## A handbook of practical gauging |

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according actual added alcohol allowance amount axis base bottles brass breadth bulk bung calculated called cask cast cent centre circle circular circumference considered contain cross cube cubic cylinder deducted described diagonal diameter difference dimensions distilled divided division double ends equal feet figure fixed four frustum gallons gauger gauging give greater half head head rod height hold Hydrometer immersed Imperial imported inches increased indication instance latter length less liquid marked mean measurement mode multiply nearly necessary NOTE obtained operation opposite parallel perpendicular placed portion position practice proof proportion quantity quarter require rest result right angles round rule shown side similar slide solidity specific gravity spheroid spirit square staves straight line strength sufficient surface taken temperature tenths thickness triangle true ullage unit upper varieties vessel whole wine yards

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Page iii - KEENE.— A Hand-Book of Practical Gauging: For the Use of Beginners, to which is added a Chapter on Distillation, describing the process in operation at the Custom- House for ascertaining the Strength of Wines. By JAMES B. KEENE, of HM Customs. 8vo.

Page 16 - Rule. — Multiply the area of the base by the perpendicular height, and the product will be the solid contents.

Page 13 - Multiply the sum of the parallel sides by the perpendicular distance between them, and half the product will be the area.

Page 5 - When a straight line standing on another straight line makes the adjacent angles equal to one another, each of the angles is called a right angle ; and the straight line which stands on the other is called a perpendicular to it.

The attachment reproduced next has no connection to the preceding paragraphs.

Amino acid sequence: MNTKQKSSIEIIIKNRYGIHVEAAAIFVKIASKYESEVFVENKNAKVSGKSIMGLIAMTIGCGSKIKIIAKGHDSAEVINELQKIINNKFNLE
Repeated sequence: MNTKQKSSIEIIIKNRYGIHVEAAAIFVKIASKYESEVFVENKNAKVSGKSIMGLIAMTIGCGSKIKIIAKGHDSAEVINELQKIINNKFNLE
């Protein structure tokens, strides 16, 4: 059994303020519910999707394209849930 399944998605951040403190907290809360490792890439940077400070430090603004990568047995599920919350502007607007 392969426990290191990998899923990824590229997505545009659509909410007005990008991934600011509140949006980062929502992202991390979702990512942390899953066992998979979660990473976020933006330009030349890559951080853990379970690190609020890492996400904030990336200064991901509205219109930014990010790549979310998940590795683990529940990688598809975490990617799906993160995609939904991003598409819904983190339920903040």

Page 17 - To find the solidity of a spheroid. Rule. — Multiply the square of the revolving axis by the fixed axis: and the product, multiplied by .5236, will give the solidity.

Page 12 - From half the sum of the three sides subtract each side ; multiply the half sum and the three remainders together, and the square root of the product will be the area required.

Page 18 - RULE.* Multiply the sum of the squares of the diameters of the two ends by the height of the frustum, and the product again by .3927, and it will give the solidity.

Page 5 - A Circle is a plane figure bounded by a curve line, called the Circumference, which is everywhere equidistant from a certain point within, called its Centre.

Page 16 - To find the solidity of a cone or pyramid. RULE . — Multiply the area of the base by ^ of its height.

Page 8 - A cone is a solid figure described by the revolution of a right angled triangle about one of the sides containing the right angle, which side remains fixed.